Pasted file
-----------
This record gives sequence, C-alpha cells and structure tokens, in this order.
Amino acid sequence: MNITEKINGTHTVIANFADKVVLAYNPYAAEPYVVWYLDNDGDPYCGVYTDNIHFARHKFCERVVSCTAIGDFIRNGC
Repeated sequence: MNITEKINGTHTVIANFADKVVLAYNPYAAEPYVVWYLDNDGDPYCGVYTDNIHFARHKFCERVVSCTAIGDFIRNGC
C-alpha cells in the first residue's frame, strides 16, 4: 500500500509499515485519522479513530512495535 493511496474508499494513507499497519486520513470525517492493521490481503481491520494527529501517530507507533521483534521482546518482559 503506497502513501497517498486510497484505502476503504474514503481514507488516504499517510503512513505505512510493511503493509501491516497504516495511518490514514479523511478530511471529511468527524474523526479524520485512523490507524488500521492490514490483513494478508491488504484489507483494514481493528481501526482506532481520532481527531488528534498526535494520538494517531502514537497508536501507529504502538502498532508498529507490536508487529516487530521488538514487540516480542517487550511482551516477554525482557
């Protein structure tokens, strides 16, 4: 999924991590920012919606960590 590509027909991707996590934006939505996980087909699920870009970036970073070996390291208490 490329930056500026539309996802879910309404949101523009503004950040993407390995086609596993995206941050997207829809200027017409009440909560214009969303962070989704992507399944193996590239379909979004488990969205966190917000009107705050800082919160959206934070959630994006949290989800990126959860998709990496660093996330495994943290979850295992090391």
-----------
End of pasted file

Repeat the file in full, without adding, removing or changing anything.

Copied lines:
This record gives sequence, C-alpha cells and structure tokens, in this order.
Amino acid sequence: MNITEKINGTHTVIANFADKVVLAYNPYAAEPYVVWYLDNDGDPYCGVYTDNIHFARHKFCERVVSCTAIGDFIRNGC
Repeated sequence: MNITEKINGTHTVIANFADKVVLAYNPYAAEPYVVWYLDNDGDPYCGVYTDNIHFARHKFCERVVSCTAIGDFIRNGC
C-alpha cells in the first residue's frame, strides 16, 4: 500500500509499515485519522479513530512495535 493511496474508499494513507499497519486520513470525517492493521490481503481491520494527529501517530507507533521483534521482546518482559 503506497502513501497517498486510497484505502476503504474514503481514507488516504499517510503512513505505512510493511503493509501491516497504516495511518490514514479523511478530511471529511468527524474523526479524520485512523490507524488500521492490514490483513494478508491488504484489507483494514481493528481501526482506532481520532481527531488528534498526535494520538494517531502514537497508536501507529504502538502498532508498529507490536508487529516487530521488538514487540516480542517487550511482551516477554525482557
């Protein structure tokens, strides 16, 4: 999924991590920012919606960590 590509027909991707996590934006939505996980087909699920870009970036970073070996390291208490 490329930056500026539309996802879910309404949101523009503004950040993407390995086609596993995206941050997207829809200027017409009440909560214009969303962070989704992507399944193996590239379909979004488990969205966190917000009107705050800082919160959206934070959630994006949290989800990126959860998709990496660093996330495994943290979850295992090391």